• 1 cup whole-wheat flour (about 4 ounces)
  • 3/4cup whole milk
  • 4large eggs
  • 1/3cup packed light brown sugar
  • 2 1/4teaspoons fine sea salt
  • 1 (1/4-ounce) envelopeinstant yeast or quick-rising yeast (such as Fleischmann’s RapidRise)
  • 1cup unsalted butter (8 ounces), cut into 1/2-inch pieces and chilled
  • Cooking spray

Pesto-and-Cheese-Stuffed Brioche Scrolls with Bacon-Tomato Jam

  • 4slices thick cut bacon slices, chopped
  • 1/2cup finely chopped red onion (from 1 small [6-ounce] onion)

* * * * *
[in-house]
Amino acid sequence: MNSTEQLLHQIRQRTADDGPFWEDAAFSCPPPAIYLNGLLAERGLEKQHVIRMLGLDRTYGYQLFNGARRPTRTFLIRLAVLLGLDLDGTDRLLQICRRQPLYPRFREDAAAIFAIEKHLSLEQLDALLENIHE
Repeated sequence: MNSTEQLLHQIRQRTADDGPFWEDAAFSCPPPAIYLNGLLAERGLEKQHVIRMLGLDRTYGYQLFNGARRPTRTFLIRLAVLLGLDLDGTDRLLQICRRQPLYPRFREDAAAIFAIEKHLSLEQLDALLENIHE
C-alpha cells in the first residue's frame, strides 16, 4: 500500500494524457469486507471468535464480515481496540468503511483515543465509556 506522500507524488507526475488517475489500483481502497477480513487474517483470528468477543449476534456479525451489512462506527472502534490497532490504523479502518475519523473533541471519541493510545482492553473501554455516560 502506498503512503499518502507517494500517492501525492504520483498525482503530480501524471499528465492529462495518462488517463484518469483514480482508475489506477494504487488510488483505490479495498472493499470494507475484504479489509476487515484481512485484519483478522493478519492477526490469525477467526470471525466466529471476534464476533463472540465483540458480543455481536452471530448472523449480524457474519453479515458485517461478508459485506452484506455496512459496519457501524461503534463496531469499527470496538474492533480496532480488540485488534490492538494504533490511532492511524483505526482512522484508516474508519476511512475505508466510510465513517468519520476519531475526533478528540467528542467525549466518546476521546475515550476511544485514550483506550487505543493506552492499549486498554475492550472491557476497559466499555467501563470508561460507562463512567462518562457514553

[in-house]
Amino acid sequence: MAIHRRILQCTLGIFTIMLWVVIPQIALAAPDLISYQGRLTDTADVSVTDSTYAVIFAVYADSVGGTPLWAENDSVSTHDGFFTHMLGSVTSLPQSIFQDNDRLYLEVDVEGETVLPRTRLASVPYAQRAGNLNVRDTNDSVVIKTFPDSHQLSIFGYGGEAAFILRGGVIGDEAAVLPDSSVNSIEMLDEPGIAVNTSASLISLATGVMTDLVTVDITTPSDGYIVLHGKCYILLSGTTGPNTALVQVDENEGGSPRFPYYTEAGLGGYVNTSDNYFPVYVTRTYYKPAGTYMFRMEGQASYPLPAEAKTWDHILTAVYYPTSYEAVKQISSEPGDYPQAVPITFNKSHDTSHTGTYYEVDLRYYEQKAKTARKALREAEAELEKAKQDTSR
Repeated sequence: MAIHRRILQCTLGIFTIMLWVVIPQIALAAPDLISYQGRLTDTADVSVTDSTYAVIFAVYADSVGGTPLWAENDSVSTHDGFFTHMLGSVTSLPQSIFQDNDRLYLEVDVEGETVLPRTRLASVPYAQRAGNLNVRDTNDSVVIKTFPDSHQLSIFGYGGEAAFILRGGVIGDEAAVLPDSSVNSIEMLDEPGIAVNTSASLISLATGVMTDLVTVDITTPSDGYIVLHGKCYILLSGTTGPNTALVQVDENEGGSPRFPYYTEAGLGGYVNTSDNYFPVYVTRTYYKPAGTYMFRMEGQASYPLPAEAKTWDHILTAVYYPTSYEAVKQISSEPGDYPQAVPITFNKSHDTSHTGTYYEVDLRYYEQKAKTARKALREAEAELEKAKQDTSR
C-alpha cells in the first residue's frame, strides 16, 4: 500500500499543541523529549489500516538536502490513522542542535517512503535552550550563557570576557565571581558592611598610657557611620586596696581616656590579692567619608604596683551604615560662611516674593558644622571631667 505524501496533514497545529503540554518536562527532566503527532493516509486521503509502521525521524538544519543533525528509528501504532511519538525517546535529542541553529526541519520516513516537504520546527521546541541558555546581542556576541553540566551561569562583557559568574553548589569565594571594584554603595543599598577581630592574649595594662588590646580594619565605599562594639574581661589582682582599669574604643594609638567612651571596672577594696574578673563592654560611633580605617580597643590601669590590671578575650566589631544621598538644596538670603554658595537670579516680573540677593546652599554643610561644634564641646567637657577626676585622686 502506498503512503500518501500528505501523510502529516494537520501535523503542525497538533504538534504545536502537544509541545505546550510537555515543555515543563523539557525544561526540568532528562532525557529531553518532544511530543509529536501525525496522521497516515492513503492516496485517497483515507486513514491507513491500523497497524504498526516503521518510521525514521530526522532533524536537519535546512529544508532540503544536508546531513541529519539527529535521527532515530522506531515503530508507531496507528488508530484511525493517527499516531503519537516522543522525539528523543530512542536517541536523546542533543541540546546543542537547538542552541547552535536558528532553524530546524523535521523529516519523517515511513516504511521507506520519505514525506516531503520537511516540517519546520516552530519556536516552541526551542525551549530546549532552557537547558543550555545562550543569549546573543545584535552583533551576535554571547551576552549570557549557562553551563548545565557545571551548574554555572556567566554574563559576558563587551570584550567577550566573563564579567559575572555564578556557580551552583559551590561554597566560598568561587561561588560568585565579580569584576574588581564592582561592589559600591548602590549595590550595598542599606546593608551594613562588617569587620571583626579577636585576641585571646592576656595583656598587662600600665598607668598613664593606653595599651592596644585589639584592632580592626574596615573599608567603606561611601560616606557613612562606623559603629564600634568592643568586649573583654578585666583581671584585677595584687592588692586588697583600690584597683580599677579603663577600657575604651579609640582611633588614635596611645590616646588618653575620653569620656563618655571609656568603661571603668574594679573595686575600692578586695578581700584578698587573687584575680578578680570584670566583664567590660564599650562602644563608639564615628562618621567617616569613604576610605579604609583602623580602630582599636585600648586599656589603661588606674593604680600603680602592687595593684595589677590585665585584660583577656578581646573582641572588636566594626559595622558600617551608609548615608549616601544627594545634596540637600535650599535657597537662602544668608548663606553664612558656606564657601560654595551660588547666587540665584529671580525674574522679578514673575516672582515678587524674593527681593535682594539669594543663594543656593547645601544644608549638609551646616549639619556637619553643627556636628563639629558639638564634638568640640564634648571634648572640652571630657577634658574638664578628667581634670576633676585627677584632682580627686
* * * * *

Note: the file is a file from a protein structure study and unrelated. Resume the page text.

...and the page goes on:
• 1/2teaspoon fine sea salt
  • 1/2teaspoon black pepper
  • 1 large garlic clove, grated on a Microplane (about 1/2 teaspoon)
  • 1 cup chopped tomato (from 1 medium [10-ounce] tomato)
  • 1cup packed dark brown sugar
  • 1 tablespoon plus 1 teaspoon apple cider vinegar
  • Brioche Dough Base, chilled
  • All-purpose flour, for dusting
  • 1 (7-ounce) jar basil pesto (such as Rana) or 1 cup homemade pesto
  • 1 1/2 ounces Asiago cheese, finely shredded (about 2/3 cup), plus more for garnish (optional)
  • Cooking spray
  • 1 large egg, lightly beaten
  • Small fresh basil leaves, for garnish


Make the brioche dough base:

  1. Beat bread flour, whole-wheat flour, milk, and eggs with a stand mixer fitted with the dough hook attachment on low speed until a shaggy dough forms, about 1 minute. Cover bowl tightly with plastic wrap, and refrigerate 30 minutes.